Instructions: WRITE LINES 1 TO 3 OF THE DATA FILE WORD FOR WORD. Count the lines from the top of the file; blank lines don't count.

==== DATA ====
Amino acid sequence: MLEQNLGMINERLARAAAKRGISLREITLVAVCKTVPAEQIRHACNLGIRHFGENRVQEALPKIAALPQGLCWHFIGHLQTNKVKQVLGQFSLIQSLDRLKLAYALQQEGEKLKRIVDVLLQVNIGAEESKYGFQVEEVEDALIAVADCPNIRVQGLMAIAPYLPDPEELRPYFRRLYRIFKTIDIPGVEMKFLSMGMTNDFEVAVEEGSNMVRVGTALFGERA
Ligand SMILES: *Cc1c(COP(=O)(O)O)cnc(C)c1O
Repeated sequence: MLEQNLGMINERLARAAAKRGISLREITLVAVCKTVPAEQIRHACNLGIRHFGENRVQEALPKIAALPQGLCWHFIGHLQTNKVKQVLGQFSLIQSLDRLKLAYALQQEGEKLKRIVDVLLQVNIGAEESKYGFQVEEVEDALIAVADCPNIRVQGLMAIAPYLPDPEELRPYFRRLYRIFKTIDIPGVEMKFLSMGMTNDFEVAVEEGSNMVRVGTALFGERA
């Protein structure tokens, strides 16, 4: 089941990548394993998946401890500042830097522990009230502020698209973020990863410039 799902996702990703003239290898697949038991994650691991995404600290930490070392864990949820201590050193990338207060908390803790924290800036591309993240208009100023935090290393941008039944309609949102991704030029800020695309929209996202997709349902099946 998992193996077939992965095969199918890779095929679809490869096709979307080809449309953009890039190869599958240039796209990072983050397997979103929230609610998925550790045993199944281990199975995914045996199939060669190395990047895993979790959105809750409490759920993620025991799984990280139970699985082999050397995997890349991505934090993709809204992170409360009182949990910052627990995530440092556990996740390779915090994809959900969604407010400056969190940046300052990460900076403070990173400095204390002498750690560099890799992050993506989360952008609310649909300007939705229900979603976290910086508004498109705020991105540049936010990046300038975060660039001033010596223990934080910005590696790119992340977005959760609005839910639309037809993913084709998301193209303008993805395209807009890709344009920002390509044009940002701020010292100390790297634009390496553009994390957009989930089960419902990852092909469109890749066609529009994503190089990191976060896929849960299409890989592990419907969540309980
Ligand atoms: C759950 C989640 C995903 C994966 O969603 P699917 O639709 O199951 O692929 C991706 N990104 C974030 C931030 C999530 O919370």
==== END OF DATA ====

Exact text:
Amino acid sequence: MLEQNLGMINERLARAAAKRGISLREITLVAVCKTVPAEQIRHACNLGIRHFGENRVQEALPKIAALPQGLCWHFIGHLQTNKVKQVLGQFSLIQSLDRLKLAYALQQEGEKLKRIVDVLLQVNIGAEESKYGFQVEEVEDALIAVADCPNIRVQGLMAIAPYLPDPEELRPYFRRLYRIFKTIDIPGVEMKFLSMGMTNDFEVAVEEGSNMVRVGTALFGERA
Ligand SMILES: *Cc1c(COP(=O)(O)O)cnc(C)c1O
Repeated sequence: MLEQNLGMINERLARAAAKRGISLREITLVAVCKTVPAEQIRHACNLGIRHFGENRVQEALPKIAALPQGLCWHFIGHLQTNKVKQVLGQFSLIQSLDRLKLAYALQQEGEKLKRIVDVLLQVNIGAEESKYGFQVEEVEDALIAVADCPNIRVQGLMAIAPYLPDPEELRPYFRRLYRIFKTIDIPGVEMKFLSMGMTNDFEVAVEEGSNMVRVGTALFGERA